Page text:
September Issue - Recent developments in the management of pulmonary embolism: risk stratification, novel oral anticoagulants and follow-up
Luke Howard, DPhil, FRCP
Dr Luke Howard is a consultant respiratory physician at Hammersmith Hospital, Imperial College Healthcare NHS Trust, and honorary senior lecturer at Imperial College London. Dr Howard has been a consultant physician in the National Pulmonary Hypertension Service, which manages approximately 1000 patients with pulmonary hypertension, since 2006. He also has specialist interests in exercise physiology and pulmonary embolism, chairing the British Thoracic Society Guideline on Ambulatory Care Management of Pulmonary Embolism.
Welcome to the September 2015 edition of the Thrombosis Adviser newsletter.
Dear Thrombosis Adviser user,
Pulmonary embolism (PE) is the most serious clinical presentation of venous thromboembolism (VTE) and a major cause of mortality, morbidity and hospitalization worldwide. In serious cases, PE can result in circulatory collapse and cardiac arrest, and death has been reported in up to 17% of patients with PE within 3 months of the index event. Fast, effective treatment is therefore essential to prevent long-term complications, recurrent VTE and death. Nonetheless, the clinical presentation of PE is highly variable and easily mistaken for other disorders, and physicians must select the optimal management strategy carefully and on a case-by-case basis. Novel oral anticoagulants (NOACs) provide an alternative treatment option to previously favoured vitamin K antagonists (VKAs), and have an important role to play in the treatment of risk-stratified PE patients.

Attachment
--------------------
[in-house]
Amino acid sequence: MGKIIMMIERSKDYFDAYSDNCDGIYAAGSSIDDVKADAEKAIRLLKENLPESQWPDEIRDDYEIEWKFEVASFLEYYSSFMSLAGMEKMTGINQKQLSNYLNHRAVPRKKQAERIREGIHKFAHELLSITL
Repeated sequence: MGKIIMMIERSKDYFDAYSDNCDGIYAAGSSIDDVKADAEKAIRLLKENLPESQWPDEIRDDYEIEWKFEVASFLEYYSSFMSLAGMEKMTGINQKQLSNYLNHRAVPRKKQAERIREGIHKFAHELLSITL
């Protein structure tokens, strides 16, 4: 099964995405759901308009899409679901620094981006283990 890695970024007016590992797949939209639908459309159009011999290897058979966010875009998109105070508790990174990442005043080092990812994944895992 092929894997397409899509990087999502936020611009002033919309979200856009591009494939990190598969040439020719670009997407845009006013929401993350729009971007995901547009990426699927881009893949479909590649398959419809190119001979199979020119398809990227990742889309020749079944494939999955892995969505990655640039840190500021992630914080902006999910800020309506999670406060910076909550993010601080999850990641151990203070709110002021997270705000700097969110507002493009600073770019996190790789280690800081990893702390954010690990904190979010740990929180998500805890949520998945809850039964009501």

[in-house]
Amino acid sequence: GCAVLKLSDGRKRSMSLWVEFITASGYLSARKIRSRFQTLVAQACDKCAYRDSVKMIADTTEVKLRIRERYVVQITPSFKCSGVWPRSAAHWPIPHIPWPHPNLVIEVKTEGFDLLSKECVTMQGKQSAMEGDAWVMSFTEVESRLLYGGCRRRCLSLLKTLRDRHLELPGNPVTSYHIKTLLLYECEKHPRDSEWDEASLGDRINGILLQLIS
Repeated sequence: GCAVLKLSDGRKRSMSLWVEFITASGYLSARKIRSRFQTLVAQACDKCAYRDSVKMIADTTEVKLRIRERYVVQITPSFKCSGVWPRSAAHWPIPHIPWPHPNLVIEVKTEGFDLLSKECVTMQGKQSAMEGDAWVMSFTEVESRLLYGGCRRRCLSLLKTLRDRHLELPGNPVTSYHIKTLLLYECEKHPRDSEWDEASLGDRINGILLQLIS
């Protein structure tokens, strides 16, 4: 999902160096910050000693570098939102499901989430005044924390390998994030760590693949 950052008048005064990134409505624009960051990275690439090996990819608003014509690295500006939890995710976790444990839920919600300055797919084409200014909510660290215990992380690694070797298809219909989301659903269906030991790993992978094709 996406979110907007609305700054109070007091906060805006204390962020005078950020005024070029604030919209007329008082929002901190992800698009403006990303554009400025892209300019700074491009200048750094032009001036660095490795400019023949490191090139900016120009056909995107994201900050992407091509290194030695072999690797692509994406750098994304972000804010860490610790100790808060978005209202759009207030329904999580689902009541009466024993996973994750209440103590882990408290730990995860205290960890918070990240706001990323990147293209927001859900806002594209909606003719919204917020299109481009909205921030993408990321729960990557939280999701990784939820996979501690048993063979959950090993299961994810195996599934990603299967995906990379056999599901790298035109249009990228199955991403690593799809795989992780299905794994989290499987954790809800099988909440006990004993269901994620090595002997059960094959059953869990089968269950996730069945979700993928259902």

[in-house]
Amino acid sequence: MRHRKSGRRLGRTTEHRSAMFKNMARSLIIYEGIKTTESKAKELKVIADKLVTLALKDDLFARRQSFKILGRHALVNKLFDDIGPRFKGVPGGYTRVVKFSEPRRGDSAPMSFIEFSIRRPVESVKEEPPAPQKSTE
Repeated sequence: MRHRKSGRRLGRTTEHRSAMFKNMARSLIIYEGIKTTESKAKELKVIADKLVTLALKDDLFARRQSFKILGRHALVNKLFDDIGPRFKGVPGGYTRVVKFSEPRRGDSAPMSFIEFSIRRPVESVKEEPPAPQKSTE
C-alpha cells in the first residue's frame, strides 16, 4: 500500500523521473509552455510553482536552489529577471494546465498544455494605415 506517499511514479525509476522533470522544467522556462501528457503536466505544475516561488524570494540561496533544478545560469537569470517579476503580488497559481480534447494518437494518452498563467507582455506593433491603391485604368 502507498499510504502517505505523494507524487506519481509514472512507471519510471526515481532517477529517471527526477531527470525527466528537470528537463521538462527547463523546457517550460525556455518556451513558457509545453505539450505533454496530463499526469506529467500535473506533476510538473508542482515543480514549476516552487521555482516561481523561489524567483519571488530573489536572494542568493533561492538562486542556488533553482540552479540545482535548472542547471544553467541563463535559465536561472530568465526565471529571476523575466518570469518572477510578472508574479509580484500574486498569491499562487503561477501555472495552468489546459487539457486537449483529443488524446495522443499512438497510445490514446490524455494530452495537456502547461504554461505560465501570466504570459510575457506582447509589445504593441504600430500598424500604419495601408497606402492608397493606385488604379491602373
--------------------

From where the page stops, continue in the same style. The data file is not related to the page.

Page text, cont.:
Risk stratification can help to achieve the best outcome for patients with pulmonary embolism
To determine an optimal treatment strategy, the 2014 update of the European Society of Cardiology (ESC)/European Respiratory Society (ERS) guidelines for the diagnosis and management of PE recommends formal risk stratification based on an individual assessment of early mortality risk (death in-hospital or within 30 days):